[Neuroscience] Re: Brain and awarness
Glen M. Sizemore
gmsizemore2 at yahoo.com
Fri Mar 31 18:06:41 EST 2006
<feedbackdroids at yahoo.com> wrote in message
news:1143818658.126451.40440 at u72g2000cwu.googlegroups.com...
> Glen M. Sizemore wrote:
>> <feedbackdroids at yahoo.com> wrote in message
>> news:1143755256.942084.120790 at e56g2000cwe.googlegroups.com...
>> >> That is, we respond to the world, and our physiology mediates that
>> >> function.
>> > As I said .... if(darkening), then(move flagellum)
>> Oh - is that what the protozoan's protozounculus says?
> Oh wow. You can't even recognize a protozoan behaviorist reflex arc.
The reflex-arc is a physiological notion but, as far as I know, behaviorists
have no problem with it. The behaviorist definition of a reflex involves an
observed correlation between a class of stimuli and a class of responses.
> You will note I said IF(darkening). not IF(darkening perceived) ...
Not a very good description of a reflex arc - there are no words in there.
> The former obviously indicates that responsibility inheres to the
> environment, the latter [which, to re-iterate, I did not use] refers
> to action taken by the protozunculus [corrected spelling].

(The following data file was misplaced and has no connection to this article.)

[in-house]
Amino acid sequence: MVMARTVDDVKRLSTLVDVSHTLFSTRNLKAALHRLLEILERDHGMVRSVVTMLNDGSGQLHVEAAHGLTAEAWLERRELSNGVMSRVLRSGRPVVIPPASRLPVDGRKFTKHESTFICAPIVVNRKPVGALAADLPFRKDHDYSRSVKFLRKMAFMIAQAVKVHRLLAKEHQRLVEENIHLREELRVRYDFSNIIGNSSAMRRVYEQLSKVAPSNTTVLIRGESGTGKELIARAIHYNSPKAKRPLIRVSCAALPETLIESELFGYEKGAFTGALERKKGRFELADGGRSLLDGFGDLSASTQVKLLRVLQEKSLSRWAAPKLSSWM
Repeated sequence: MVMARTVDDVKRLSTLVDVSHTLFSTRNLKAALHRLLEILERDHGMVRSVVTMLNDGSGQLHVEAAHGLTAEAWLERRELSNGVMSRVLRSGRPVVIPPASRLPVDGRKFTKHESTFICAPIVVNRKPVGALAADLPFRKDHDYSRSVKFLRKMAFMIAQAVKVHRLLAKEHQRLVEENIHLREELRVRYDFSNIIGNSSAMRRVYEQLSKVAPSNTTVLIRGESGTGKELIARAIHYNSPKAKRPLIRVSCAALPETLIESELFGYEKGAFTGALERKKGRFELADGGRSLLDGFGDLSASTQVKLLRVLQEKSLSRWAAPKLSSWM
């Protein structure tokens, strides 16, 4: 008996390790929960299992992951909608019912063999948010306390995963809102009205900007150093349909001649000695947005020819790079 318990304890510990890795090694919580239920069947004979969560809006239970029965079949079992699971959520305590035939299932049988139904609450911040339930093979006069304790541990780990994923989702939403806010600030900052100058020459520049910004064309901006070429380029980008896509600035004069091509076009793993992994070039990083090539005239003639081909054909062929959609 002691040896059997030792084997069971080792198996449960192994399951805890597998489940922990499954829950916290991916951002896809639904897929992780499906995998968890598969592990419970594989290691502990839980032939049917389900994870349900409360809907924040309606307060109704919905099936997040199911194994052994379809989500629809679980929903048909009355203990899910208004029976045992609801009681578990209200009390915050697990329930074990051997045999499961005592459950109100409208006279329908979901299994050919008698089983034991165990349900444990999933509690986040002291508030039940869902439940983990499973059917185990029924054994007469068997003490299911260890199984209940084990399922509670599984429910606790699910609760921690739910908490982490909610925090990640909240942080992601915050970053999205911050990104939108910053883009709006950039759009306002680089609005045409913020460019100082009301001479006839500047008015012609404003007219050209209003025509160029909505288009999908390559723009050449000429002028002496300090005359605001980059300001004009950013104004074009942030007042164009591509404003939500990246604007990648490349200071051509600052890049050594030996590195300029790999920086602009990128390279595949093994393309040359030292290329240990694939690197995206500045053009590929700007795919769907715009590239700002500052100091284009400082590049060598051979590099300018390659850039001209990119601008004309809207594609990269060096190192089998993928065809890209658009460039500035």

Ah yes - your beef with determinism. I haven't heard a cogent argument from
you on this issue. It may be that there are truly random elements in the
behavior of animals, but that doesn't mean that there is free-will. Does it
Dan? Oh, and I hope you are not implying that the model of behavior for
modern behaviorism is the reflex. In any event, Dan, my original point was
that your description of the hitter's behavior says nothing more than that
his behavior is partly under stimulus control of the pitcher's motion and
that physiology somehow mediates that function. I hope that you weren't also
saying that it is his brain that predicts the trajectory - that is like
saying that lower-level processes are the same as the higher-level processes
of which the lower are supposed to be a reduction. I guess it is possible,
but that would be unprecedented in the history of science. That is sort of a
charitable view. Anyway, though, I look forward to your explanation of why
(human) behavior should not be viewed with the same deterministic attitude
that characterizes the rest of science.
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